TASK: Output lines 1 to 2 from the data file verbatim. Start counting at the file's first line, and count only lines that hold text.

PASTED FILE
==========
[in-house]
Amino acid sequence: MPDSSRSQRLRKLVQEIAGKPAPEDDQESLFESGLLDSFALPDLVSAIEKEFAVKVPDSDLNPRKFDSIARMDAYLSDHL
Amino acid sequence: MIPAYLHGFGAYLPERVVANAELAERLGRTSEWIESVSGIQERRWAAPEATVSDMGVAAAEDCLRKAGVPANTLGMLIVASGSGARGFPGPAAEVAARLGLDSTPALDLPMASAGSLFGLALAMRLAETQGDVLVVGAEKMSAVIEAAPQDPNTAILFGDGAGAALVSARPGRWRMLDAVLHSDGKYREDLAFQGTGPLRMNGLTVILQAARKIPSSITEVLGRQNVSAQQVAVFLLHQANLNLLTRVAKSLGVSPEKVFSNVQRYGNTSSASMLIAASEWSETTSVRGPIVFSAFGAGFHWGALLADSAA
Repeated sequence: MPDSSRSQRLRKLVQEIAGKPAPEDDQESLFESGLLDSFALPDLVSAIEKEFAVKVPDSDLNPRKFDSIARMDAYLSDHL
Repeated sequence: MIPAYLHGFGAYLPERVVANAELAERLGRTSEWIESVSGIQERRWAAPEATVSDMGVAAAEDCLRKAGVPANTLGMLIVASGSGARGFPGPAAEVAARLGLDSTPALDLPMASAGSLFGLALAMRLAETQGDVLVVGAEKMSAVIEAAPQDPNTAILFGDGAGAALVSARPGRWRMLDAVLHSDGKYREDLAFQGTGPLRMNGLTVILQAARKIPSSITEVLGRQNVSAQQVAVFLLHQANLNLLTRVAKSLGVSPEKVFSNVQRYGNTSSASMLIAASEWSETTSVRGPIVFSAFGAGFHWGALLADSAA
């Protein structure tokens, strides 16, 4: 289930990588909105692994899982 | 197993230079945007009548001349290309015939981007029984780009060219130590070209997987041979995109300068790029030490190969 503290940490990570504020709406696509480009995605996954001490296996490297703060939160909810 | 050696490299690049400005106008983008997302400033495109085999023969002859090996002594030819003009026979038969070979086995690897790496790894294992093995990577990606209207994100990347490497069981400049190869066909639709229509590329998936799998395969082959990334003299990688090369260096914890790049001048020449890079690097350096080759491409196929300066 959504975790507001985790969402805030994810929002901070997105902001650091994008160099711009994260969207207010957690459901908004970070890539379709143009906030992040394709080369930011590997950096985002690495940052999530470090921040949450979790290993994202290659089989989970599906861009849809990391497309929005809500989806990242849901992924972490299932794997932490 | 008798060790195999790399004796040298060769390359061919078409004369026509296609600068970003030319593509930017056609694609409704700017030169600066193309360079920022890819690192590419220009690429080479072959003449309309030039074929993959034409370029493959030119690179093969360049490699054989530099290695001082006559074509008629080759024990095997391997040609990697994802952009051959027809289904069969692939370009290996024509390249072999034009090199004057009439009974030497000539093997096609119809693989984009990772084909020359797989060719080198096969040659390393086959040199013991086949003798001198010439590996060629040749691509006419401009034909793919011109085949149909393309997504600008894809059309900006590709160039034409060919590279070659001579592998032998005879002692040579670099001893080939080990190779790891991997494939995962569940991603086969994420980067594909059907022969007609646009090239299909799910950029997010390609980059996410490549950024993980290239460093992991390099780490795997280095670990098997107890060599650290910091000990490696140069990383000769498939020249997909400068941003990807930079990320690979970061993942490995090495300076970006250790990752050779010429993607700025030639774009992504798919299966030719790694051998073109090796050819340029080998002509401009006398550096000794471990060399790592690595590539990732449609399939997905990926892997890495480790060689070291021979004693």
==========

[in-house]
Amino acid sequence: MPDSSRSQRLRKLVQEIAGKPAPEDDQESLFESGLLDSFALPDLVSAIEKEFAVKVPDSDLNPRKFDSIARMDAYLSDHL